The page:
Speed, simplicity and security are the key aspects of Google Chrome OS. We're designing the OS to be fast and lightweight, to start up and get you onto the web in a few seconds. The user interface is minimal to stay out of your way, and most of the user experience takes place on the web. And as we did for the Google Chrome browser, we are going back to the basics and completely redesigning the underlying security architecture of the OS so that users don't have to deal with viruses, malware and security updates. It should just work.
I can't wait to give the Google OS a test drive. We'll see if it will supplant Ubuntu as my Windows alternative of choice.
Firefox 3.5 came out today. I just updated, and so should you. Better yet, if you're still using Internet Explorer, this is a good time to test drive Firefox.
Sure, there's a new Firefox icon, but what else is new? The video below will show you.
I like how they talk about that present you're buying for somebody and need to delete from the browser history, so they've introduced Private Browsing. We all know they're really talking about porn. Now, when you're surfing for porn, nobody will be the wiser.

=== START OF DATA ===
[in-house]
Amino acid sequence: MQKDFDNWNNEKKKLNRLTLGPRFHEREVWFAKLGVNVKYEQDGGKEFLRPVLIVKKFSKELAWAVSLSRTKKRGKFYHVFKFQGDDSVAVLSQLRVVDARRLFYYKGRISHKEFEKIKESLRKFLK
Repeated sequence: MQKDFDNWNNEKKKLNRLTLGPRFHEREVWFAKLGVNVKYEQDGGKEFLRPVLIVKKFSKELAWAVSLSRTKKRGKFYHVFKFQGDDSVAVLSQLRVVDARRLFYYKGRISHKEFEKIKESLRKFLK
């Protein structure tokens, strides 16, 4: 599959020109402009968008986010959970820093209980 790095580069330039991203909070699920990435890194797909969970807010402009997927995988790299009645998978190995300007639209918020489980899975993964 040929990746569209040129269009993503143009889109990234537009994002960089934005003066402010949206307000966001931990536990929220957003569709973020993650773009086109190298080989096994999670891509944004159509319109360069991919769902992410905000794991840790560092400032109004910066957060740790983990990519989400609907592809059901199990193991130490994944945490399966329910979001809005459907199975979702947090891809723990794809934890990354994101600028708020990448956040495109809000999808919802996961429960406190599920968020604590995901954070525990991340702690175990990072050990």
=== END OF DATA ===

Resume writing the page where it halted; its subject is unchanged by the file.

Thanks, Firefox 3.5!
I still swear by my Firefox browser. I use a portable version of Firefox that's self contained, so it can reside on a USB key. Although Chrome is probably a little faster, I'm pretty attached to my Firefox add-ons.
The first Release Candidate build of Firefox 3.5, shipping this week, has a new Firefox icon. I stared at the new icon for quite a while, unable to see the difference. It was only when I compared the two side-by-side that I saw the changes. Here they are...
The New Firefox Icon
The Old Firefox Icon
Although I didn't take to Facebook, I recognize it's the big daddy of social networking sites. About 9 hours ago, Facebook made it possible for regular folks like you and me to secure vanity urls.
I was up anyway after the awesomely fantastic game seven of the NHL Stanley Cup Finals, so I grabbed www.facebook.com/torontomike. I was disappointed to see www.facebook.com/mike was already gone at 12:01.
Don't be disappointed that your vanity url of choice is already gone. Facebook users, go to www.facebook.com/username/ now and get yours.
Vanity, definitely my favorite sin. - John Milton, The Devil's Advocate
Remember Bing, the new Microsoft search engine?
Here's a good use for it. Click the pic to enlarge it.